Defensive Architecture, yes or no?

SERENITY PARK

Aequitas defensive architecture build for SLB11. Defensive architecture is a pervasive element in the modern city. Is defensive architecture dealing with the homeless problem or hiding it?

Aequitas defensive architecture build for SLB11

 

The theme for this year’s Second Life birthday celebration is taken from the Winston Churchill quote: “The empires of the future are the empires of the mind.”  How and what we perceive creates our experience and often our perceptions creates our future.  What perceptions will create the future of our public landscape?

Defensive architecture is a pervasive element in the modern city.  Is this how we deal with the homeless problem? Spikes in the ground so they cant sleep here. Benches that make it impossible to rest. Noise and light designed to discourage loitering.

It’s not just the homeless; teenagers, the poor, the disenfranchised and other marginalized members of society are targeted by defensive architecture and made the victims of an engineered assault.

What began as a movement to create clean, safe places for public enjoyment have altered to become something very different — a movement that views and treats everyone as a potential threat.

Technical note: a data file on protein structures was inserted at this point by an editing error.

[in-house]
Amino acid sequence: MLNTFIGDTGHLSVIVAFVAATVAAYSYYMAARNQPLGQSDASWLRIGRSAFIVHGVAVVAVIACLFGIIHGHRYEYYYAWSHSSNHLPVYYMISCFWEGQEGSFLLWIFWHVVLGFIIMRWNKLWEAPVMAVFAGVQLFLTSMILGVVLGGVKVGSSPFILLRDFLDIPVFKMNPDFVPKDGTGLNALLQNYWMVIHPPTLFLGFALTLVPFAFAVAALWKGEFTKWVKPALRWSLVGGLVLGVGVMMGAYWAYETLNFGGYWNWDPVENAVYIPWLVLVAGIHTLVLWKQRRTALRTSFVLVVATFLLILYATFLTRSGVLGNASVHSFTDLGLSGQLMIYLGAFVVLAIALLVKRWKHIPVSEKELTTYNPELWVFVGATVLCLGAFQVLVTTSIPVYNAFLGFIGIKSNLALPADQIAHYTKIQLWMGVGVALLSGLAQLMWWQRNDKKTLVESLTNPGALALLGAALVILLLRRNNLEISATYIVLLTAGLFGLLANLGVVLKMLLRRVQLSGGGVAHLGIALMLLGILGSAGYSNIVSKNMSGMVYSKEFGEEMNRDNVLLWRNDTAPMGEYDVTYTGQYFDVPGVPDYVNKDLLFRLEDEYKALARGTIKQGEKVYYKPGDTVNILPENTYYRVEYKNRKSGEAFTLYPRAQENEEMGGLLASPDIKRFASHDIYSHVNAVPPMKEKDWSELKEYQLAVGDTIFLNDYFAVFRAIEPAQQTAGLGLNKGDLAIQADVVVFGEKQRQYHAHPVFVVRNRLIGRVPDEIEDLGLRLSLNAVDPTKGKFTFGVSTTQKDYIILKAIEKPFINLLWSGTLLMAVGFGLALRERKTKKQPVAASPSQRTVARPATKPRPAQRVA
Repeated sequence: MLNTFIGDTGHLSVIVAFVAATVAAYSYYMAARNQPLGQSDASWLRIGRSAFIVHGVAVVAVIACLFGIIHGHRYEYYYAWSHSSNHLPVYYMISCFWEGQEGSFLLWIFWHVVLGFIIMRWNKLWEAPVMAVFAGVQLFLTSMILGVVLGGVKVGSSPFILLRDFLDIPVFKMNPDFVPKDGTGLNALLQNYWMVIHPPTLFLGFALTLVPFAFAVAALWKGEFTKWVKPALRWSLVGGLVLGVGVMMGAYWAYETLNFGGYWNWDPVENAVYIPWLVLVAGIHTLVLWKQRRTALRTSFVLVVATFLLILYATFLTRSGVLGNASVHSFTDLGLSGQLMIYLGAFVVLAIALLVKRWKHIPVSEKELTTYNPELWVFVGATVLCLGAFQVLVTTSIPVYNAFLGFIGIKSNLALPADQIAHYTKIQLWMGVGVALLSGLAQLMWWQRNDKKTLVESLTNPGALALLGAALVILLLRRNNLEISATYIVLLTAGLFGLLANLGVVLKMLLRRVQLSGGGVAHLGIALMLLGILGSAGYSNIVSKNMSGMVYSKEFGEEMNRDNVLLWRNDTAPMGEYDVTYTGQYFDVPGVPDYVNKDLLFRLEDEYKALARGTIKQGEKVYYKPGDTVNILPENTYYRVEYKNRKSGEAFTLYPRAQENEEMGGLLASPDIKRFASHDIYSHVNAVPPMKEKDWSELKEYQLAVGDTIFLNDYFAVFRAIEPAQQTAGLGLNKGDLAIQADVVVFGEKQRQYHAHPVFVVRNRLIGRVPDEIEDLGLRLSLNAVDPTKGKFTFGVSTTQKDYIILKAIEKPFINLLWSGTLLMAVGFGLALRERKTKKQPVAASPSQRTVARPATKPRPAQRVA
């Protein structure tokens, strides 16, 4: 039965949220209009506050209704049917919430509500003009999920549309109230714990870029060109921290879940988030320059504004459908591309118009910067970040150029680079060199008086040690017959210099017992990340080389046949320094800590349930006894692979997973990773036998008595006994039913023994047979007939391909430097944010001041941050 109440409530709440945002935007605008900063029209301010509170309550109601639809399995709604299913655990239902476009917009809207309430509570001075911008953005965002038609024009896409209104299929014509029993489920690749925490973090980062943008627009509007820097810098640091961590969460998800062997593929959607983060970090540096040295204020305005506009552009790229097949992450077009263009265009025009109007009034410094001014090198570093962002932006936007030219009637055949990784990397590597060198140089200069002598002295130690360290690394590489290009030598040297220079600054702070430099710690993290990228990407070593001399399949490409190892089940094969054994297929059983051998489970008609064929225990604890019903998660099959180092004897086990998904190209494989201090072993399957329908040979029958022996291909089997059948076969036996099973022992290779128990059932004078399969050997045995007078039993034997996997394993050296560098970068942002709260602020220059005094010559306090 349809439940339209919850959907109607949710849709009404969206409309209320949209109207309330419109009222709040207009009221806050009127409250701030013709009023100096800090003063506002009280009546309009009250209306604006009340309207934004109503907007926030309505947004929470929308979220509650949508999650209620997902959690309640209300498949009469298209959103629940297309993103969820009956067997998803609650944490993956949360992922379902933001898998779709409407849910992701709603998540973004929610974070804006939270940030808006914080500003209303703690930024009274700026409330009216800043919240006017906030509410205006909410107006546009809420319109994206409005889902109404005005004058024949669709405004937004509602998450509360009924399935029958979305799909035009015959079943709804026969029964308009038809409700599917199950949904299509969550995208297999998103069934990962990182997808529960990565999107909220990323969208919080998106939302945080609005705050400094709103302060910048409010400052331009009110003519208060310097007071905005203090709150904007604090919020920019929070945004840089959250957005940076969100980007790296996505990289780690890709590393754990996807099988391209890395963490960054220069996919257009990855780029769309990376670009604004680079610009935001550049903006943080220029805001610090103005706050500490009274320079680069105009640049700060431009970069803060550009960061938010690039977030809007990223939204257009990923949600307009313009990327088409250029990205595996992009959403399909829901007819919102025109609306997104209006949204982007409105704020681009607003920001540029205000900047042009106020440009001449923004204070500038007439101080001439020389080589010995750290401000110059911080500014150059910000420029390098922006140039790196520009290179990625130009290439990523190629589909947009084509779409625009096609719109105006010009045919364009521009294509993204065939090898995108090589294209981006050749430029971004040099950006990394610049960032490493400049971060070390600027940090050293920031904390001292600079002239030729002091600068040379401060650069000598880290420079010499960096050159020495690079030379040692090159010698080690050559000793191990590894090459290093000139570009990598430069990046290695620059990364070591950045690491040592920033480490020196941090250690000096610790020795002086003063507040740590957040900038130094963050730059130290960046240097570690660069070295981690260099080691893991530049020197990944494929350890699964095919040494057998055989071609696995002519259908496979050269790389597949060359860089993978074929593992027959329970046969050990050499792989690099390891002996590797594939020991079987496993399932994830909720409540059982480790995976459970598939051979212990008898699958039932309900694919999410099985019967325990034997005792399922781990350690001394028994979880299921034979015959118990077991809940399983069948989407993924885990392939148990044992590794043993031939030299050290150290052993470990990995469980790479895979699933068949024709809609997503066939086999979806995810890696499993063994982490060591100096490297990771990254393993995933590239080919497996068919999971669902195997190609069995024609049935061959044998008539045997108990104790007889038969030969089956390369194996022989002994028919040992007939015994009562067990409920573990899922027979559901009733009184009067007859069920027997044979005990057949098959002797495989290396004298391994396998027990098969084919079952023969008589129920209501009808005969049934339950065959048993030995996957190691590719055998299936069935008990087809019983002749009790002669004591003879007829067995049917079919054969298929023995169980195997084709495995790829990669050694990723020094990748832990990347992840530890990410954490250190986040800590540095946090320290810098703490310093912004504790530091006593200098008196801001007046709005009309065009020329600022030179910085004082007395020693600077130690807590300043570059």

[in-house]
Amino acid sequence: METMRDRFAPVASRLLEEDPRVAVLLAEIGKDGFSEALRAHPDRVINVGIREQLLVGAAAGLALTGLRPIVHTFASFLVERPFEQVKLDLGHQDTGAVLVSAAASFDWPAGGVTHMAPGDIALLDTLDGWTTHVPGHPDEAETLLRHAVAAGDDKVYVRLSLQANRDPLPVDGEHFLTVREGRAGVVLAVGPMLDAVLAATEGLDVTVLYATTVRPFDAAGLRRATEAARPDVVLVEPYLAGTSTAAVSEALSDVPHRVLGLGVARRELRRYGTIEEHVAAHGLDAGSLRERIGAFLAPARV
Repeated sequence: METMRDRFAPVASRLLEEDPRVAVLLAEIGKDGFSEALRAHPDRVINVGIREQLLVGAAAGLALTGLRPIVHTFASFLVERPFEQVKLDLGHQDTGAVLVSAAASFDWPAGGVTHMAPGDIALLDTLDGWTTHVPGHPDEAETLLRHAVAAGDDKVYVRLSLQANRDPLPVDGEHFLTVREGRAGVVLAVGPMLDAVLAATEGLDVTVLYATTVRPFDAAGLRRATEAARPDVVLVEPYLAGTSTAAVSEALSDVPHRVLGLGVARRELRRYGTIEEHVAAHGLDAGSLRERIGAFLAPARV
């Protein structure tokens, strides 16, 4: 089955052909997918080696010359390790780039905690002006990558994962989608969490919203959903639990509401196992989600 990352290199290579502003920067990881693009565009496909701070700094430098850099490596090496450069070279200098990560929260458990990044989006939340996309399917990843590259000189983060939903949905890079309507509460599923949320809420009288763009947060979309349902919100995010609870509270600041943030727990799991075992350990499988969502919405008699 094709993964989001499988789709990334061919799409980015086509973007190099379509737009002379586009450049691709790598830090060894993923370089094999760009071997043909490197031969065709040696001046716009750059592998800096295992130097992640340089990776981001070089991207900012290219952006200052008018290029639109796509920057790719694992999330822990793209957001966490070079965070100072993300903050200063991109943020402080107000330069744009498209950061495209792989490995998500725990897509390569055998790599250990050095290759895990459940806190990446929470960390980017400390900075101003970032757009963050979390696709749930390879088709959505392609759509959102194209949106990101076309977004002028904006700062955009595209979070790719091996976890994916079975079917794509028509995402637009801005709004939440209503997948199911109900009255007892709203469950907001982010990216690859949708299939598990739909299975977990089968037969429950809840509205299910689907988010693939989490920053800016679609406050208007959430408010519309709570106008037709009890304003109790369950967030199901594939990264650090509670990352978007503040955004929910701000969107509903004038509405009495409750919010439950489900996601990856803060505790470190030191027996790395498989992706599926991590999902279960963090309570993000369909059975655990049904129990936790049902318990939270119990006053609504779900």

Such measures don’t just discriminate against the targeted population, but also makes it difficult for anyone to rest, read or simply enjoy a space that might have been originally designed for that purpose.

Welcome to Serenity Park.Defensive architecture is a pervasive element in the modern city. Is defensive architecture dealing with the homeless problem or hiding it?

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“Architectural deterrents to skateboarding and sleeping are interesting because – when noticed – they draw attention to the way that managers of spaces are always designing for specific subjects of the population, consciously or otherwise,” he says. “When we talk about the ‘public’, we’re never actually talking about ‘everyone’.”

“When you’re designed against, you know it,” he says. “Other people might not see it but you will. The message is clear: you are not a member of the public, at least not of the public that is welcome here.”

“Defensive architecture doesn’t address the underlying problem of homelessness. They simply shift it from one area to another, or worst still, reduce its visibility.”

“The original goal was a lot more pro-public,” says Lockton. “But these new features are part of a range of strategies that perceive the public as a threat and treat everyone as a criminal.”

http://www.theguardian.com/cities/2014/jun/12/anti-homeless-spikes-latest-defensive-urban-architecture

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